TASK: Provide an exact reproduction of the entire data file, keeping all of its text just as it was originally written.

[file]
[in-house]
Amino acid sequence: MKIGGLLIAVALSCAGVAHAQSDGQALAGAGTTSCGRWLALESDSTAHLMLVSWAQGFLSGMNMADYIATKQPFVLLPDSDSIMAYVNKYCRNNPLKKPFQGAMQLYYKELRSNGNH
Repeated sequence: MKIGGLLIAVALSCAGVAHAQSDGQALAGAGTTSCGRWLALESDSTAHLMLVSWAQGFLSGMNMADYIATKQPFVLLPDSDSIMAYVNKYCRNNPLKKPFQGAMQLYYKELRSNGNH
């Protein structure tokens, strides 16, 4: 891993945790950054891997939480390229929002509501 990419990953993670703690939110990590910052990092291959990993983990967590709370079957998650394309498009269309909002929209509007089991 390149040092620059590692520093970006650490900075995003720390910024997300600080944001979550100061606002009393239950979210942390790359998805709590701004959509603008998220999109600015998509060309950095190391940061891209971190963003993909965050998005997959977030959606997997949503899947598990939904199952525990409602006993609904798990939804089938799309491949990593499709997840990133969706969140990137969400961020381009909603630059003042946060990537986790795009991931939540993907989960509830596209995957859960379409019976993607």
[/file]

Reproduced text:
[in-house]
Amino acid sequence: MKIGGLLIAVALSCAGVAHAQSDGQALAGAGTTSCGRWLALESDSTAHLMLVSWAQGFLSGMNMADYIATKQPFVLLPDSDSIMAYVNKYCRNNPLKKPFQGAMQLYYKELRSNGNH
Repeated sequence: MKIGGLLIAVALSCAGVAHAQSDGQALAGAGTTSCGRWLALESDSTAHLMLVSWAQGFLSGMNMADYIATKQPFVLLPDSDSIMAYVNKYCRNNPLKKPFQGAMQLYYKELRSNGNH
């Protein structure tokens, strides 16, 4: 891993945790950054891997939480390229929002509501 990419990953993670703690939110990590910052990092291959990993983990967590709370079957998650394309498009269309909002929209509007089991 390149040092620059590692520093970006650490900075995003720390910024997300600080944001979550100061606002009393239950979210942390790359998805709590701004959509603008998220999109600015998509060309950095190391940061891209971190963003993909965050998005997959977030959606997997949503899947598990939904199952525990409602006993609904798990939804089938799309491949990593499709997840990133969706969140990137969400961020381009909603630059003042946060990537986790795009991931939540993907989960509830596209995957859960379409019976993607």